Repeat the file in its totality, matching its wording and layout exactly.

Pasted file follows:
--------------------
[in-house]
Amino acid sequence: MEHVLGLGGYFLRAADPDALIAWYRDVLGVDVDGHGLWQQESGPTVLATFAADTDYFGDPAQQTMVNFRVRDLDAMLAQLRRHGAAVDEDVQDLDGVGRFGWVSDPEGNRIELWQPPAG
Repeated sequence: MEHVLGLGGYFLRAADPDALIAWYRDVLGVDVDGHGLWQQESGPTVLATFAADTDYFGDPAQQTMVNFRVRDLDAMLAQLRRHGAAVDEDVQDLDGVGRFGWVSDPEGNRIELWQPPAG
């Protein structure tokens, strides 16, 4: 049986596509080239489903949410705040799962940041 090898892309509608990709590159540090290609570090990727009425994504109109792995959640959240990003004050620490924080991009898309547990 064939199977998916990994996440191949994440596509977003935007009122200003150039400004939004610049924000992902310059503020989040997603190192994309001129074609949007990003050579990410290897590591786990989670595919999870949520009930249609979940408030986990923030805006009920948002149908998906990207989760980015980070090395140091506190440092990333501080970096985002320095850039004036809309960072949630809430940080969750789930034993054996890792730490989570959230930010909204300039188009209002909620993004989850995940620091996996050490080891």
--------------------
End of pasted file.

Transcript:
[in-house]
Amino acid sequence: MEHVLGLGGYFLRAADPDALIAWYRDVLGVDVDGHGLWQQESGPTVLATFAADTDYFGDPAQQTMVNFRVRDLDAMLAQLRRHGAAVDEDVQDLDGVGRFGWVSDPEGNRIELWQPPAG
Repeated sequence: MEHVLGLGGYFLRAADPDALIAWYRDVLGVDVDGHGLWQQESGPTVLATFAADTDYFGDPAQQTMVNFRVRDLDAMLAQLRRHGAAVDEDVQDLDGVGRFGWVSDPEGNRIELWQPPAG
């Protein structure tokens, strides 16, 4: 049986596509080239489903949410705040799962940041 090898892309509608990709590159540090290609570090990727009425994504109109792995959640959240990003004050620490924080991009898309547990 064939199977998916990994996440191949994440596509977003935007009122200003150039400004939004610049924000992902310059503020989040997603190192994309001129074609949007990003050579990410290897590591786990989670595919999870949520009930249609979940408030986990923030805006009920948002149908998906990207989760980015980070090395140091506190440092990333501080970096985002320095850039004036809309960072949630809430940080969750789930034993054996890792730490989570959230930010909204300039188009209002909620993004989850995940620091996996050490080891």